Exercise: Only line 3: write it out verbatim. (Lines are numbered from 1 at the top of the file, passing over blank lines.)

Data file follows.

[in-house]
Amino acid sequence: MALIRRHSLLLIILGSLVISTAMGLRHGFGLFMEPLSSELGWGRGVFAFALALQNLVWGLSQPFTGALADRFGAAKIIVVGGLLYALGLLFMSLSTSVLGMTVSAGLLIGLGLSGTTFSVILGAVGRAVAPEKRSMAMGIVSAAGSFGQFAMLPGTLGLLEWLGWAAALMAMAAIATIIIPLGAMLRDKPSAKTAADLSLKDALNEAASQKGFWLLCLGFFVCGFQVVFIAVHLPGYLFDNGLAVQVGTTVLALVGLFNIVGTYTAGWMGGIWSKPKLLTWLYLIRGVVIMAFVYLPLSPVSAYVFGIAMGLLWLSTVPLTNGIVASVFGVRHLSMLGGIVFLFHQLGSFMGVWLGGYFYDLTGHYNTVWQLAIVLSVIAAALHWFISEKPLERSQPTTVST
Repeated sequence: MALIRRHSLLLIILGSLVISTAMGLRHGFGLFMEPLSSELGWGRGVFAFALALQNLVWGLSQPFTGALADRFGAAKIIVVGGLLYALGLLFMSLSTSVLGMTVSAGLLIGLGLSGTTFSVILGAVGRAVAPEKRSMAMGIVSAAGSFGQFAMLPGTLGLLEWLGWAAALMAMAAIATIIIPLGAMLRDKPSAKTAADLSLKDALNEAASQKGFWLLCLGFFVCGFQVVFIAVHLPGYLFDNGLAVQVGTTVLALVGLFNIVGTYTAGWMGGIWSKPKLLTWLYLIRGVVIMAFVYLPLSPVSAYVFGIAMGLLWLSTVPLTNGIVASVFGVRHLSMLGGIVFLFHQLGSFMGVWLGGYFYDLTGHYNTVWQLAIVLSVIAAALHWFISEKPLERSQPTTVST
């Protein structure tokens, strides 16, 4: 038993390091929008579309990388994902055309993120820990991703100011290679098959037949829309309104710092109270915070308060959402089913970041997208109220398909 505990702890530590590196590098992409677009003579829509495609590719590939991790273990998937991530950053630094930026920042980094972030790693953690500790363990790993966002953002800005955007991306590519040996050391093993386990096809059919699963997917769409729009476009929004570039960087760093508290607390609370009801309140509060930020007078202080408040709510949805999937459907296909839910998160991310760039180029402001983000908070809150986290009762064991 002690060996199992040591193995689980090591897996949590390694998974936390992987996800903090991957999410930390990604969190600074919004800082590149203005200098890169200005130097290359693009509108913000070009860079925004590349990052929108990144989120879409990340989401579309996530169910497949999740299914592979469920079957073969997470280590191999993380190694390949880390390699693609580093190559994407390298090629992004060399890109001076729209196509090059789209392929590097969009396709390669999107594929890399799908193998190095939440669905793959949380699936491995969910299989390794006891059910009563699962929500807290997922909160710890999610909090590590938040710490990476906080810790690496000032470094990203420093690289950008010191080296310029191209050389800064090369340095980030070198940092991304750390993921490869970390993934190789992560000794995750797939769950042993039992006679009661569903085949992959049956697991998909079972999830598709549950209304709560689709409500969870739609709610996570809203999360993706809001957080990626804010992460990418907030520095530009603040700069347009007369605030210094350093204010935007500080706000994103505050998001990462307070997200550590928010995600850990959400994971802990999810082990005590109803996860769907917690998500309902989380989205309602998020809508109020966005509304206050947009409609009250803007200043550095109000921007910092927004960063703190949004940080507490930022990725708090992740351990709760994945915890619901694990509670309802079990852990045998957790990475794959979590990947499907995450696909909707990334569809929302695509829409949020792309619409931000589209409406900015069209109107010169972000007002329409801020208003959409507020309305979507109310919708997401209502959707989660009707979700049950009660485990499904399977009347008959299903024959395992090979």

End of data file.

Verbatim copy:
Repeated sequence: MALIRRHSLLLIILGSLVISTAMGLRHGFGLFMEPLSSELGWGRGVFAFALALQNLVWGLSQPFTGALADRFGAAKIIVVGGLLYALGLLFMSLSTSVLGMTVSAGLLIGLGLSGTTFSVILGAVGRAVAPEKRSMAMGIVSAAGSFGQFAMLPGTLGLLEWLGWAAALMAMAAIATIIIPLGAMLRDKPSAKTAADLSLKDALNEAASQKGFWLLCLGFFVCGFQVVFIAVHLPGYLFDNGLAVQVGTTVLALVGLFNIVGTYTAGWMGGIWSKPKLLTWLYLIRGVVIMAFVYLPLSPVSAYVFGIAMGLLWLSTVPLTNGIVASVFGVRHLSMLGGIVFLFHQLGSFMGVWLGGYFYDLTGHYNTVWQLAIVLSVIAAALHWFISEKPLERSQPTTVST